Although the temperature outside recently may convey otherwise, the holiday season is fast approaching. Whether this is your first holiday season after a divorce or you’re an old pro at it, the holidays can be a difficult time for children of divorce. Holidays and the schedules that go with them require a level of communication and planning that may be difficult for some parents. Here are some helpful tips to make your holidays a little easier.
Gift Giving/ Sharing
When children are young and “Santa” brings gifts, it’s crucial for parents to communicate about what gifts will be delivered to each house. Imagine the confusion a 6 year old would have if the prized Santa gift showed up at both houses. Making a chart like the one below, and sharing it through e-mail or a shared calendar will help alleviate much of the potential confusion with gift giving. Additionally, one parent may be more financially secure than the other; this can allow both parents to contribute to some of the big gifts for older children.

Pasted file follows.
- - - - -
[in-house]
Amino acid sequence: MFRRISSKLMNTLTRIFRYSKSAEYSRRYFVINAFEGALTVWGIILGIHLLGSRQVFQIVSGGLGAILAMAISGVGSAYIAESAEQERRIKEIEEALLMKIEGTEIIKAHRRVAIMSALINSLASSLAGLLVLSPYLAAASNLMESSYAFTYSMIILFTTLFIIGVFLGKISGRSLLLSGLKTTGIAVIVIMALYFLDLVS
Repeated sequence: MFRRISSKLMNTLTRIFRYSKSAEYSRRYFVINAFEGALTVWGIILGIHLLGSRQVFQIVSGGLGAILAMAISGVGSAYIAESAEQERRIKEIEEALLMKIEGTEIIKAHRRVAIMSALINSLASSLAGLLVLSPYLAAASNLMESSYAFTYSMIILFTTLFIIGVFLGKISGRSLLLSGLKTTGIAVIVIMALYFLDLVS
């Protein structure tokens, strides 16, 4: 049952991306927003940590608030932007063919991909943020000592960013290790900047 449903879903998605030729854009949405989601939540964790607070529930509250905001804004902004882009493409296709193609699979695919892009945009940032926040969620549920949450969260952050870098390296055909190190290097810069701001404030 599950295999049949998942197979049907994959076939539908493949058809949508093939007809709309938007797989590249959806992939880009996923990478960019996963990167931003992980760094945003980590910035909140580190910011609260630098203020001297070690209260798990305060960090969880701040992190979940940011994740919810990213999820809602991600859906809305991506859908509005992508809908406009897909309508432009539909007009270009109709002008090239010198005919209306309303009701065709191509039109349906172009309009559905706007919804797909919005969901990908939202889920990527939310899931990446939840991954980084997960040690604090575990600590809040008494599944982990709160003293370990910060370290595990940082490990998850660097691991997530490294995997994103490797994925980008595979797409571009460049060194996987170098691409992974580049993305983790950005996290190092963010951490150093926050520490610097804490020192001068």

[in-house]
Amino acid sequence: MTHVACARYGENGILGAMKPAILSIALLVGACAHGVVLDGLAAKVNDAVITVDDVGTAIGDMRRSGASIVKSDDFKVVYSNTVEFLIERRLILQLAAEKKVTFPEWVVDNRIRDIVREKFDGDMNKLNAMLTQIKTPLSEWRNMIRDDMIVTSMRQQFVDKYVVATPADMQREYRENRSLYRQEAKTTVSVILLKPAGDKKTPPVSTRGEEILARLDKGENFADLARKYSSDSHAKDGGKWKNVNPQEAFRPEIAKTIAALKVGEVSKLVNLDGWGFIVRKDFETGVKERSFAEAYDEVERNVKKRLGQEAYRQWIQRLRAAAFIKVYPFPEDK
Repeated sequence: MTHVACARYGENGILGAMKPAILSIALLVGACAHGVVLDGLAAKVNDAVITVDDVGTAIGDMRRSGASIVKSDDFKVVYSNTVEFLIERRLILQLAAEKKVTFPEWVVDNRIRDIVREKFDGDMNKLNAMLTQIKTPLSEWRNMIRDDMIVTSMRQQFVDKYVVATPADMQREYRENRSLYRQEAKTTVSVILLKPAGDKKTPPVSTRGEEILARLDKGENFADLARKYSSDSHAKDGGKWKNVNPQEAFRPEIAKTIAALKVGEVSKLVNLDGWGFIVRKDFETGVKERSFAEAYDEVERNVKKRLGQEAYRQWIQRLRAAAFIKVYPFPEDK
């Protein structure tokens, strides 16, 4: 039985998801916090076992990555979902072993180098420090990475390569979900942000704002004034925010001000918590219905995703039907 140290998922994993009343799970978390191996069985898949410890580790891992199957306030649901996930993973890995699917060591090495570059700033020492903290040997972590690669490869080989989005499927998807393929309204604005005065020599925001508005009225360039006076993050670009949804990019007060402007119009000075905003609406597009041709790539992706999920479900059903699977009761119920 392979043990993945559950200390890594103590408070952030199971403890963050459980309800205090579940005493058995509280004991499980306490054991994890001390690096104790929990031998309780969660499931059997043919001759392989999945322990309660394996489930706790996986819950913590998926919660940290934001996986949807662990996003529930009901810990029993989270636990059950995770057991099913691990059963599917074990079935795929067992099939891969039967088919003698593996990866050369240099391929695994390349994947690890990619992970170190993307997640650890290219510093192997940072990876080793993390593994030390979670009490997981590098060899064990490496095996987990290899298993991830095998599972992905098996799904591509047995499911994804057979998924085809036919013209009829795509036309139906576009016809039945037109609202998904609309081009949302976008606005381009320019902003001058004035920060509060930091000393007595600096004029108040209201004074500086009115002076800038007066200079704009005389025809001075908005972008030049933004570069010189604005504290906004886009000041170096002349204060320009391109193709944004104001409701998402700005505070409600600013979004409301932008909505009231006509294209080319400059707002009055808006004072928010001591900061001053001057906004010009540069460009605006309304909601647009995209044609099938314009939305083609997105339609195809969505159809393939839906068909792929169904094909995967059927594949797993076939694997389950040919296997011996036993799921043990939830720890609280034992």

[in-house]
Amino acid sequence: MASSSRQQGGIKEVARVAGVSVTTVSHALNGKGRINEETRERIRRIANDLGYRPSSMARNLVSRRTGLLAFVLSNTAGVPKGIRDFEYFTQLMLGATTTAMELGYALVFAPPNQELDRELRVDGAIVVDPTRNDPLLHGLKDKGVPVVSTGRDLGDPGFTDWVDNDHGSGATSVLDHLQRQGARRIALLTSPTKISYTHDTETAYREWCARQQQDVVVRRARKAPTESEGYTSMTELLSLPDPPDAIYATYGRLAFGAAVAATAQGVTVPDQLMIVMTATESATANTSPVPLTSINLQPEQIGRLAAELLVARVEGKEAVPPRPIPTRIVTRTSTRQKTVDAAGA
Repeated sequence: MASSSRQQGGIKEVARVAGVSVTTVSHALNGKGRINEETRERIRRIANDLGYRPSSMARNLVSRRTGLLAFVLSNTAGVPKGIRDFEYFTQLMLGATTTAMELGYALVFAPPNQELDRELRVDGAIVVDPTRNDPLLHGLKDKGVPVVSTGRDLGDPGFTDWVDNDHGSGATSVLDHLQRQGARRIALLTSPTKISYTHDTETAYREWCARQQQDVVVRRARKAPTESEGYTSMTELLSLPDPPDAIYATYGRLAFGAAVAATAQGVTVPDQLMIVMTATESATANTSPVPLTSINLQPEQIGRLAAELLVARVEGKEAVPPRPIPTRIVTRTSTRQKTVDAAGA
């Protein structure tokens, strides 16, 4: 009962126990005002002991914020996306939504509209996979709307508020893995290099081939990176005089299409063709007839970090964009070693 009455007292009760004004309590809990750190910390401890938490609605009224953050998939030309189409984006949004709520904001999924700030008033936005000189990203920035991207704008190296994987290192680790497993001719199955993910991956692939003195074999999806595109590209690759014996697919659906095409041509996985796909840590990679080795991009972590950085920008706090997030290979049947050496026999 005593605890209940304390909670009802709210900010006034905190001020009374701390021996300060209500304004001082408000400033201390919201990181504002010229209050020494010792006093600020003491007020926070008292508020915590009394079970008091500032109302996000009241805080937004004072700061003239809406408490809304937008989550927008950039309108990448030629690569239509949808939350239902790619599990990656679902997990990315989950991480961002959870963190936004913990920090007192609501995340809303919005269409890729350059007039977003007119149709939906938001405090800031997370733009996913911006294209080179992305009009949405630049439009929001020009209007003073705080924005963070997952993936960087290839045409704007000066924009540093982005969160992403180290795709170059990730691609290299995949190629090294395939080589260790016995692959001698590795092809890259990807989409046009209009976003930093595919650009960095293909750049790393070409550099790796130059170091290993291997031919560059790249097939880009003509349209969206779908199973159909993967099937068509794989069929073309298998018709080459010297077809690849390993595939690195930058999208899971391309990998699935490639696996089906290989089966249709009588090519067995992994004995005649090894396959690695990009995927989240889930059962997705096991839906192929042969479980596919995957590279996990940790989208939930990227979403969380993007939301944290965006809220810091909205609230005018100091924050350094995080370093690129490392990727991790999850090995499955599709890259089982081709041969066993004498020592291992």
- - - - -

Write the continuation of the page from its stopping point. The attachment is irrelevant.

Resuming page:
It’s important for parents to have conversations about which gifts the children are receiving and which gifts are off limits, and when, if ever, that gift would be appropriate. If one parent insists that 10 years old is too young for a cell phone, it would not fare well if the other parent purchased the 10 year own their own phone.
Another aspect of gift giving to discuss with your co-parent is whether or not the children will be buying gifts for their parents. If the children are purchasing a gift for each parent, make sure to discuss a budget with each other that you’re both comfortable with. This can be a really great way to show your children that you’re both still their parents and still value and respect one another.
With the holidays come special events, whether it’s a school concert, play or an annual tradition to see a performance like the Nutcracker. These events are important and children look forward to them. When there is strain and stress in a family, these events can cause anxiety and worry in children. It is important to be accommodating regarding these events and not look at them as time “lost” with your child if the other parent is taking them, but as an opportunity to start your own new traditions that your children will look forward to.
The most important thing to remember about the holidays is that it should be primarily about your children and what makes them happy and feel loved by both parents. Working together may be difficult for the adults, but it makes a world of difference for your children.